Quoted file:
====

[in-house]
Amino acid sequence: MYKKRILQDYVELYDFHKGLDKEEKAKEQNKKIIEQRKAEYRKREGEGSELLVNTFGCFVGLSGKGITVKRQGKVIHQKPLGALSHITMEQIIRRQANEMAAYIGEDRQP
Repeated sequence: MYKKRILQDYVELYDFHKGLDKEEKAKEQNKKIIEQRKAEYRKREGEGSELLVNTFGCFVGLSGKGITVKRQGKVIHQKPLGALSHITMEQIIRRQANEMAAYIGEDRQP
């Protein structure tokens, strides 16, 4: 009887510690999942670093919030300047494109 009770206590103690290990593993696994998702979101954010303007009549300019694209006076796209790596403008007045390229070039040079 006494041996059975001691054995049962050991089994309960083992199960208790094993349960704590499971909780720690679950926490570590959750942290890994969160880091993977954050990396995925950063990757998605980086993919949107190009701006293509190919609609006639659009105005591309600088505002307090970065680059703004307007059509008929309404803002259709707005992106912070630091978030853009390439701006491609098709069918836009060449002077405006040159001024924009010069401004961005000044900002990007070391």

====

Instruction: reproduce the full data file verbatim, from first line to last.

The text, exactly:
[in-house]
Amino acid sequence: MYKKRILQDYVELYDFHKGLDKEEKAKEQNKKIIEQRKAEYRKREGEGSELLVNTFGCFVGLSGKGITVKRQGKVIHQKPLGALSHITMEQIIRRQANEMAAYIGEDRQP
Repeated sequence: MYKKRILQDYVELYDFHKGLDKEEKAKEQNKKIIEQRKAEYRKREGEGSELLVNTFGCFVGLSGKGITVKRQGKVIHQKPLGALSHITMEQIIRRQANEMAAYIGEDRQP
């Protein structure tokens, strides 16, 4: 009887510690999942670093919030300047494109 009770206590103690290990593993696994998702979101954010303007009549300019694209006076796209790596403008007045390229070039040079 006494041996059975001691054995049962050991089994309960083992199960208790094993349960704590499971909780720690679950926490570590959750942290890994969160880091993977954050990396995925950063990757998605980086993919949107190009701006293509190919609609006639659009105005591309600088505002307090970065680059703004307007059509008929309404803002259709707005992106912070630091978030853009390439701006491609098709069918836009060449002077405006040159001024924009010069401004961005000044900002990007070391």